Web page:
There are two classic covers on this album:  Muddy Waters’ “Please Have Mercy” and “Pontiac Blues” by Sonny Boy Williamson II.  Little Walter left big shoes to fill for anyone wanting to cover “Please Have Mercy”, but Nosek skillfully meets that challenge in the Cash Box Kings’ version.

The only fairly serious song on this album. “Nobody Called it the Blues”, begins with a haunting and beautiful acapella gospel introduction.  The song then quickly merges into a well-written educative piece about slavery with the perfect contribution by guest vocalist Cameron Webb.

There are truly no weak aspects to this album, and it’s refreshing to hear a contemporary band effectively honor the old but give it a fresh new twist.

Writer Anita Schlank lives in Virginia, and is on the Board of Directors for the River City Blues Society. She has been a fan of the blues since the 1980s. She and Tab Benoit co-authored the book “Blues Therapy,” with all proceeds from sales going to the HART Fund.

 Featured Blues Review – 3 of 6 

imageNalani Rothrock – The Rock House Sessions (Extended Cut)

Jolani Music Group

9 Tracks – 36 minutes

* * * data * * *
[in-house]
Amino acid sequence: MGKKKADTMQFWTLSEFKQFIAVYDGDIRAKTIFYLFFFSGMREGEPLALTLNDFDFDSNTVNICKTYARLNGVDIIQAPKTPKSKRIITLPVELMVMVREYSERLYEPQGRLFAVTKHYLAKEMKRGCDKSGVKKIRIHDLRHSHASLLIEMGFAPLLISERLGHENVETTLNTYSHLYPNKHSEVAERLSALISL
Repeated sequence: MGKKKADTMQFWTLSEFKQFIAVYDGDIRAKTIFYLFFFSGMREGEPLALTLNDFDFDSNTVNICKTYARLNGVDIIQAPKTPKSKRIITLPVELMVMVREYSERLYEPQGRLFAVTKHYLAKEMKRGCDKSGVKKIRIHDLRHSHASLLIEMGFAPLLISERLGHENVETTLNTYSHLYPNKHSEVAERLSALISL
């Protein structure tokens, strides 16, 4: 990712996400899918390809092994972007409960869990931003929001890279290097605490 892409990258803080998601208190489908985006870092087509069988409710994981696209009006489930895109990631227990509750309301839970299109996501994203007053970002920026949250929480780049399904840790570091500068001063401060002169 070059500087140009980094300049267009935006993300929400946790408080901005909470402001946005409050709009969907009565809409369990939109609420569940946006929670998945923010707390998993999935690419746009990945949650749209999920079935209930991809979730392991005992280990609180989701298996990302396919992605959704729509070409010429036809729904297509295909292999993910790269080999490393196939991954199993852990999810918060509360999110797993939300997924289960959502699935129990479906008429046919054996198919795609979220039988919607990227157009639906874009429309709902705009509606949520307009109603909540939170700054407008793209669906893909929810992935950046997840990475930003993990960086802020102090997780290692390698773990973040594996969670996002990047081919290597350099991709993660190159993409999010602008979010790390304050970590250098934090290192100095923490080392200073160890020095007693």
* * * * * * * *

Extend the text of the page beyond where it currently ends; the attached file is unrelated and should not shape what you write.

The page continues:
Tampa Bay, Florida native Nalani Rothrock has always been involved in music, first performing at age 8 and joining her father’s band at age 12.  She met her co-writer and partner, Joshua Lamkin, in 2011. Prior to the pandemic, the two relocated to Nashville. Upon arrival, she met Kevin McKendree, the owner of The Rock House Studios in Franklin, Tennessee. Kevin quickly agreed to record an album for her. But shortly after starting, the pandemic hit, and everything was shut down. She had three songs recorded at that point which she subsequently released in 2021 as an EP, The Rock House Sessions.  As the emergency settled down, she found herself back in the studio and recorded six more songs. They transferred the original three into an album with the new six additions which they titled The Rock House Sessions (Extended Cut). 

Kevin McKendree produced and played keyboards on the album. Nalani sang and Joshua played the guitar. Kevin then brought in additional musicians to fill out the sound. Steve Mackey was added on bass, Lynn Williams and Kenneth Blevins played drums on various tracks; Bryan Brock provided percussion, Andrew Carney played trumpet, and backing vocals were provided by Nicole Boggs, Jonell Mosser, and Jackie Wilson.